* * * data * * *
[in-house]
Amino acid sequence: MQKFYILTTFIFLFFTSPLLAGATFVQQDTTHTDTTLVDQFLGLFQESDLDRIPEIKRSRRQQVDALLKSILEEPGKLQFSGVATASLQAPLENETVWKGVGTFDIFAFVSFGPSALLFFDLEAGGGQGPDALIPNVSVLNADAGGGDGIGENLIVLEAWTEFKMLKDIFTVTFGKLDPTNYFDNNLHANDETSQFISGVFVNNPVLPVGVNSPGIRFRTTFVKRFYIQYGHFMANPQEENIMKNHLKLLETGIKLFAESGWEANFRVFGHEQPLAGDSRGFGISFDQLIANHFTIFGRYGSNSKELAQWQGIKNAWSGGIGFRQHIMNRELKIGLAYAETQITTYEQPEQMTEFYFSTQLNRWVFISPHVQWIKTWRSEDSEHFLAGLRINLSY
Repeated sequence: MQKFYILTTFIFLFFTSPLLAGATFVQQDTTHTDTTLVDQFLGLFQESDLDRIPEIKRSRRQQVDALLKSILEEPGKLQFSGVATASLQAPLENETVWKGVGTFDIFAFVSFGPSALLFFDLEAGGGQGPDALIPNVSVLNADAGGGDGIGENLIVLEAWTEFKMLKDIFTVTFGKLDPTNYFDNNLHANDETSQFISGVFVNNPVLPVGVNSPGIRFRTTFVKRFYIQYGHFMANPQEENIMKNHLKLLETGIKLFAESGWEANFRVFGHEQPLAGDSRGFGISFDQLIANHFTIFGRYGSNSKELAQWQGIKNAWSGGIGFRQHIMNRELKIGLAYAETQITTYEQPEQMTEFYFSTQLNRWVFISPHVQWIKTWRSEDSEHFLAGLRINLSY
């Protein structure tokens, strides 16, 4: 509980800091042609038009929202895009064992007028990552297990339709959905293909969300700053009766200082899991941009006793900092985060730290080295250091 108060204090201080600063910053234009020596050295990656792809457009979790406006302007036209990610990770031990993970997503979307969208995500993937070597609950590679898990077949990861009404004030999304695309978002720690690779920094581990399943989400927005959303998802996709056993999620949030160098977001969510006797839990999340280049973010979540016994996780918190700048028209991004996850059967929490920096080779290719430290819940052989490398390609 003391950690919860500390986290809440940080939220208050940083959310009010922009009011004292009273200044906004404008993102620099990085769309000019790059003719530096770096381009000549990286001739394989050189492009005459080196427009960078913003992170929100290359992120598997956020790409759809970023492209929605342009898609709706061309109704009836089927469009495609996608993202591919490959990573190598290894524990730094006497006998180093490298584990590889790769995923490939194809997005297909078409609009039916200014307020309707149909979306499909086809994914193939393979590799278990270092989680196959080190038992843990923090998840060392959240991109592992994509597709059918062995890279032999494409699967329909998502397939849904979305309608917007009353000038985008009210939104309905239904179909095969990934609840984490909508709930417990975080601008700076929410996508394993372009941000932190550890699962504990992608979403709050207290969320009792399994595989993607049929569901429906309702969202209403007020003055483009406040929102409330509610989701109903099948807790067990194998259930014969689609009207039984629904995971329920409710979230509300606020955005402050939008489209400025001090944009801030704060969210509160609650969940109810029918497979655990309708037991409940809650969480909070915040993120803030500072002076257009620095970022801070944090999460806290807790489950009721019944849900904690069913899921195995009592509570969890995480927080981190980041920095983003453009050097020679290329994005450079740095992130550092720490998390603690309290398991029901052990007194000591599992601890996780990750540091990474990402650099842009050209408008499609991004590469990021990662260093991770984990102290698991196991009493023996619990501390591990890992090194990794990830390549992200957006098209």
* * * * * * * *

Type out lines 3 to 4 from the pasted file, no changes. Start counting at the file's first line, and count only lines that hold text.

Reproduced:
Repeated sequence: MQKFYILTTFIFLFFTSPLLAGATFVQQDTTHTDTTLVDQFLGLFQESDLDRIPEIKRSRRQQVDALLKSILEEPGKLQFSGVATASLQAPLENETVWKGVGTFDIFAFVSFGPSALLFFDLEAGGGQGPDALIPNVSVLNADAGGGDGIGENLIVLEAWTEFKMLKDIFTVTFGKLDPTNYFDNNLHANDETSQFISGVFVNNPVLPVGVNSPGIRFRTTFVKRFYIQYGHFMANPQEENIMKNHLKLLETGIKLFAESGWEANFRVFGHEQPLAGDSRGFGISFDQLIANHFTIFGRYGSNSKELAQWQGIKNAWSGGIGFRQHIMNRELKIGLAYAETQITTYEQPEQMTEFYFSTQLNRWVFISPHVQWIKTWRSEDSEHFLAGLRINLSY
């Protein structure tokens, strides 16, 4: 509980800091042609038009929202895009064992007028990552297990339709959905293909969300700053009766200082899991941009006793900092985060730290080295250091 108060204090201080600063910053234009020596050295990656792809457009979790406006302007036209990610990770031990993970997503979307969208995500993937070597609950590679898990077949990861009404004030999304695309978002720690690779920094581990399943989400927005959303998802996709056993999620949030160098977001969510006797839990999340280049973010979540016994996780918190700048028209991004996850059967929490920096080779290719430290819940052989490398390609 003391950690919860500390986290809440940080939220208050940083959310009010922009009011004292009273200044906004404008993102620099990085769309000019790059003719530096770096381009000549990286001739394989050189492009005459080196427009960078913003992170929100290359992120598997956020790409759809970023492209929605342009898609709706061309109704009836089927469009495609996608993202591919490959990573190598290894524990730094006497006998180093490298584990590889790769995923490939194809997005297909078409609009039916200014307020309707149909979306499909086809994914193939393979590799278990270092989680196959080190038992843990923090998840060392959240991109592992994509597709059918062995890279032999494409699967329909998502397939849904979305309608917007009353000038985008009210939104309905239904179909095969990934609840984490909508709930417990975080601008700076929410996508394993372009941000932190550890699962504990992608979403709050207290969320009792399994595989993607049929569901429906309702969202209403007020003055483009406040929102409330509610989701109903099948807790067990194998259930014969689609009207039984629904995971329920409710979230509300606020955005402050939008489209400025001090944009801030704060969210509160609650969940109810029918497979655990309708037991409940809650969480909070915040993120803030500072002076257009620095970022801070944090999460806290807790489950009721019944849900904690069913899921195995009592509570969890995480927080981190980041920095983003453009050097020679290329994005450079740095992130550092720490998390603690309290398991029901052990007194000591599992601890996780990750540091990474990402650099842009050209408008499609991004590469990021990662260093991770984990102290698991196991009493023996619990501390591990890992090194990794990830390549992200957006098209």